With just hours remaining before his big Broadway show debut, I ask Buscher what we can expect. I’ve been able to tell from the tone of his voice during our conversation that there is a great deal of excitement and satisfaction with the process and anticipation for what is to come.” There’s a very high bar for this show and all of this are taking it on with full force. We are young we are energized and we’re dancing the crap out of this show.”
West Side Story runs through January 17, 2009 at the National Theatre in Washington, DC. Tickets are on sale through Telecharge (800) 447-7400, www.telecharge.com) or at the National Theatre Box Office (202-628-6161 www.nationaltheatre.org. It will open on Broadway on February 23.
…is grabbing a table in the perfect September sun on the Woodrow Wilson Plaza to listen to live salsa by Verny Varela and his orchestra. Even better than dessert…a post prandial dance. Trust me, it makes your day sooo much better (and is much better for you). Your TPS reports won’t look so bad after that.
Live! on Woodrow Wilson Plaza: noon-1:30 pm, Monday-Friday, June-September. Totally free and another reason to love DC.
There is a nice (albeit brief) article about Juan Luis Guerra in the NYT today that addresses the problem of world music (“music whose lyrics we can’t understand”). The music sounds great and perhaps hints at something exotic, different; but without understanding the lyrics we may be missing out on something huge.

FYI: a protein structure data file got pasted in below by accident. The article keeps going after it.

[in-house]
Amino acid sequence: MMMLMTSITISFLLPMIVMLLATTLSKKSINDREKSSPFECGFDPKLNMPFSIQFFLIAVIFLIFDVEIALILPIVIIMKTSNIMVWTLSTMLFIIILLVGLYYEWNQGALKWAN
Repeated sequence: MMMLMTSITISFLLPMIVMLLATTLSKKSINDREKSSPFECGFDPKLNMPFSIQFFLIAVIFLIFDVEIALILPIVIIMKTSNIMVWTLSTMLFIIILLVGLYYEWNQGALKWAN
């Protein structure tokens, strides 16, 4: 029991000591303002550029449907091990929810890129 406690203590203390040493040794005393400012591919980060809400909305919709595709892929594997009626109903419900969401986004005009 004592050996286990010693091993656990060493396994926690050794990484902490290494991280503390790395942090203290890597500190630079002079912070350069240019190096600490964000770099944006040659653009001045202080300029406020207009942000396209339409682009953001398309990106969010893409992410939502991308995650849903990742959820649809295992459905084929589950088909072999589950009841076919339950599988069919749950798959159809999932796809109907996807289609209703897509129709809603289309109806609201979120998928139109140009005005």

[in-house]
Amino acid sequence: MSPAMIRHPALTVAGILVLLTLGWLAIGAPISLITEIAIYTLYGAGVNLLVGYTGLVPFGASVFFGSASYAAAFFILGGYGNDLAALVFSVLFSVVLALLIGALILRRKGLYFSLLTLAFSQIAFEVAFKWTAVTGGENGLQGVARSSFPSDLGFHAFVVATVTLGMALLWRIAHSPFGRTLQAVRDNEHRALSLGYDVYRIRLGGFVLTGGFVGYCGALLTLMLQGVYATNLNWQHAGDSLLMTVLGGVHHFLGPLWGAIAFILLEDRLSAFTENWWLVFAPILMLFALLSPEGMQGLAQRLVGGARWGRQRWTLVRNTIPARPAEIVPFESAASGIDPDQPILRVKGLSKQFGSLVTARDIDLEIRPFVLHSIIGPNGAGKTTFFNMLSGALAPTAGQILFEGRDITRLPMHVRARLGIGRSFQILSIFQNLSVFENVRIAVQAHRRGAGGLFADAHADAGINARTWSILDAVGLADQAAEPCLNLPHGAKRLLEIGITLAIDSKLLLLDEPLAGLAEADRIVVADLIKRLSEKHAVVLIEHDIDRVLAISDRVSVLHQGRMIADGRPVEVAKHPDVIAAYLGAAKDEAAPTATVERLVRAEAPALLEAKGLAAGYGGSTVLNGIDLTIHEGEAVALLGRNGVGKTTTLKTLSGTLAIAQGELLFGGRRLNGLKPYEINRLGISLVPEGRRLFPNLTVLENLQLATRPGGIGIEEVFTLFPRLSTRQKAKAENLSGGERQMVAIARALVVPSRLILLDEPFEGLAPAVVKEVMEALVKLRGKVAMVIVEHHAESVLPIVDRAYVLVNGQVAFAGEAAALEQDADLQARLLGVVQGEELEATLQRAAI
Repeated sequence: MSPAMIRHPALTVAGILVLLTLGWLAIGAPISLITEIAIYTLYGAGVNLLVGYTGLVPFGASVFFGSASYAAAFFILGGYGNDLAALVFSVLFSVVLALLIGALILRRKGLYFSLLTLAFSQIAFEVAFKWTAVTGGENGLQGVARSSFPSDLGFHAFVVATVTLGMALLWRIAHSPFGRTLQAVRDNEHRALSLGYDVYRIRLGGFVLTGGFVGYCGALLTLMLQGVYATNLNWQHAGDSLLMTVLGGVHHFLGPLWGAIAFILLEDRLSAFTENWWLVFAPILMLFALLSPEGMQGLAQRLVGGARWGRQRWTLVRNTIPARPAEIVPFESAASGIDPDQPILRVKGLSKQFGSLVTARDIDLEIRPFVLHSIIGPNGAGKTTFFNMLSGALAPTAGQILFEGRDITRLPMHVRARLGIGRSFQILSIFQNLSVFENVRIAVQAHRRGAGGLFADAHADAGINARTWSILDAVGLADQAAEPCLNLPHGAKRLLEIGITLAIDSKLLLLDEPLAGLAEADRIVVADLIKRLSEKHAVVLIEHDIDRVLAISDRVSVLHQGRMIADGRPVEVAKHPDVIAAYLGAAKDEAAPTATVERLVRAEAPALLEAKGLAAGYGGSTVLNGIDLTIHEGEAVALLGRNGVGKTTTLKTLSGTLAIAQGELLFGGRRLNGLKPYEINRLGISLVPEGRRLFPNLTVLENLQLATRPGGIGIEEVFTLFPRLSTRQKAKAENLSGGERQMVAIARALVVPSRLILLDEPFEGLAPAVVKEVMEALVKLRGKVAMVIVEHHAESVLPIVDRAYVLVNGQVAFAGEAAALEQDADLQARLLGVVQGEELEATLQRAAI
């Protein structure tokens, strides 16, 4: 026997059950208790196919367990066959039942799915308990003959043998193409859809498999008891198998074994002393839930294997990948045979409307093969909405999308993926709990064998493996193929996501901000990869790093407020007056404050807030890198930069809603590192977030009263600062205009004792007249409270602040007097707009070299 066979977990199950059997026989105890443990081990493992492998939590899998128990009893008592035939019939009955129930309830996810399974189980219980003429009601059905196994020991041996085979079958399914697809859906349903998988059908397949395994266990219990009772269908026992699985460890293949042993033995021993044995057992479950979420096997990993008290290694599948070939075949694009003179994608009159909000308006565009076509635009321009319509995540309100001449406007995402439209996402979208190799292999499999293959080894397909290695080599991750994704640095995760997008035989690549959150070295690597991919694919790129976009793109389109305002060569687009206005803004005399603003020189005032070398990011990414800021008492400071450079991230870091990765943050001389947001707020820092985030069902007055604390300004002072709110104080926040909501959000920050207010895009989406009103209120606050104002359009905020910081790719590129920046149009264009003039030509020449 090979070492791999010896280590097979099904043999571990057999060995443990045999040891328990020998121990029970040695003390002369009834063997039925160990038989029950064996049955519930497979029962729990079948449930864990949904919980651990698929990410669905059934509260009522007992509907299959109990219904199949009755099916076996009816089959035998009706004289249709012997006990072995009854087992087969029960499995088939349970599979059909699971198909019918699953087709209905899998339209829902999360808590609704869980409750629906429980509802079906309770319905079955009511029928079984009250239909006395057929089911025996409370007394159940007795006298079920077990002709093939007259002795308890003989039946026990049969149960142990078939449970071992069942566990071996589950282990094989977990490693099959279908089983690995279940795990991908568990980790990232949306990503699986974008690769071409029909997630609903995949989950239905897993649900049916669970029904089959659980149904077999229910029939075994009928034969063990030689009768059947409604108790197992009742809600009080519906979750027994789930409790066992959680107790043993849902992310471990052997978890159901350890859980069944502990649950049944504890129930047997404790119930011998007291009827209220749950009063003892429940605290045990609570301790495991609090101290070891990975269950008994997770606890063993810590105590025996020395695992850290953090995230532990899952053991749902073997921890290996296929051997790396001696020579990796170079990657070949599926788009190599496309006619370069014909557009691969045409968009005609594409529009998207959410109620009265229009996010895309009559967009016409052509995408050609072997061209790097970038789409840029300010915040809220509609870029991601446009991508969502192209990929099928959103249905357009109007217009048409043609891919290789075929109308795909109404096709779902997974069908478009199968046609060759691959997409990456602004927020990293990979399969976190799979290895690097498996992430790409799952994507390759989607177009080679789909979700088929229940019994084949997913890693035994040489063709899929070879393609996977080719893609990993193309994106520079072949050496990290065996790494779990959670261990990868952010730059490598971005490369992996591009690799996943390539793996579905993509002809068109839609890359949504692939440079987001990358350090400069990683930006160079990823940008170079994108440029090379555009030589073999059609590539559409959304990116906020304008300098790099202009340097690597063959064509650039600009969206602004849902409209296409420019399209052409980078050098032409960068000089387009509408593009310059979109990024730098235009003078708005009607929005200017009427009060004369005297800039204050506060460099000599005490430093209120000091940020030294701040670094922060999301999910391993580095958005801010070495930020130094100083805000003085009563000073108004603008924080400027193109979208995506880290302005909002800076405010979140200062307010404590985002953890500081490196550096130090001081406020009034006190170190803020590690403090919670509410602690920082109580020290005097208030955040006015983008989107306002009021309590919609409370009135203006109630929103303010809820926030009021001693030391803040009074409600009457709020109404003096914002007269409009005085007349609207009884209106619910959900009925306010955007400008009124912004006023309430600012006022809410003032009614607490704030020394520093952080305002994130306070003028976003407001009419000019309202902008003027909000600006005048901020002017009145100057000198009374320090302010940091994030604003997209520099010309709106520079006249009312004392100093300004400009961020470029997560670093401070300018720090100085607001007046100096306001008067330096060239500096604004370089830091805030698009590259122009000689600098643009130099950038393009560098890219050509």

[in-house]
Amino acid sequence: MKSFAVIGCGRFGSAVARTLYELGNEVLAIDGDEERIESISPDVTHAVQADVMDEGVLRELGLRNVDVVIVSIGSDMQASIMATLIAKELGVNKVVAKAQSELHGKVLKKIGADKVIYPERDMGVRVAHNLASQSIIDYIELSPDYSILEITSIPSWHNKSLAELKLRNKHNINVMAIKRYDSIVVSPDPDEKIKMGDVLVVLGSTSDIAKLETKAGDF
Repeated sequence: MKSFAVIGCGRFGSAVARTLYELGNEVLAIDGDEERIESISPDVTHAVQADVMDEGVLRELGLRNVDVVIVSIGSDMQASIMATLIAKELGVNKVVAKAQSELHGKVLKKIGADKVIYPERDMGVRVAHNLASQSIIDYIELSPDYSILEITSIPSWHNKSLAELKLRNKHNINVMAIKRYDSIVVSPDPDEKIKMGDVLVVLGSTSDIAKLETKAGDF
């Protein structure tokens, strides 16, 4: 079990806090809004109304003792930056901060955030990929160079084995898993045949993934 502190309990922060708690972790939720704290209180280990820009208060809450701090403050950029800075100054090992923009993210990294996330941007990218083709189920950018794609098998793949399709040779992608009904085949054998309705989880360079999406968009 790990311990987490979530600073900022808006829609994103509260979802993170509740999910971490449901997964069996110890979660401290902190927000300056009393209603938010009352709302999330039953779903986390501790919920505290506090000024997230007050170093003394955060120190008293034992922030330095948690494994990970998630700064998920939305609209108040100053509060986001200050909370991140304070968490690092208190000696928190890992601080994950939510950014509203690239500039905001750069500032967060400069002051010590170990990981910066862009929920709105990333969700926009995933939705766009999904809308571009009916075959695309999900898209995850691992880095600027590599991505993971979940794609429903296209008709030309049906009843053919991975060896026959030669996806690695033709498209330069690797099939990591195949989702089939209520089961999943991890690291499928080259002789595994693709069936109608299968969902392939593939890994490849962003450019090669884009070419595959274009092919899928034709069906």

Guerra–one of the musicians whose music I most enjoy both listening and dancing to– is an excellent case in point. His music is eminently pleasing to listen to, but did you realize that that infectious dance beat obscures a biting criticism of the state of healthcare? That the deliciously romantic melody and smooth singing belie a striking use of language and poetry? Upon every listening I gain a new insight into the Spanish language, Dominican culture, musicality, and meaning.
When I became fluent in Italian, Italian music was no more “world music” to me, but a whole new world of pop, rock, rap, R&B, folk, and more. When I learned to dance salsa, merengue, cha cha cha, and bachata, and to comprehend the Spanish words, tropical music was no longer “world”– or even “Latin” music to me, but four new distinct genres of music with their own musical and rhythmical structure, and tradition of political expression.
To be honest, the term “world music” rather grates on me, and I avoid its use whenever possible. The same thing has happened to dances not originating in the European or American traditions in the U.S. Anything that does not fit neatly into the categories of ballet, modern, jazz, hip hop, or ballroom dance are “world dances,” discounting the rich tradition and meaning behind each one of them.
…is that one of the contestants (the high school teacher from Miami…forget the name) danced to one of my favorite salsa songs, Aguanile by Hector Lavoe. It’s great to see such a good salsa song get mass media exposure.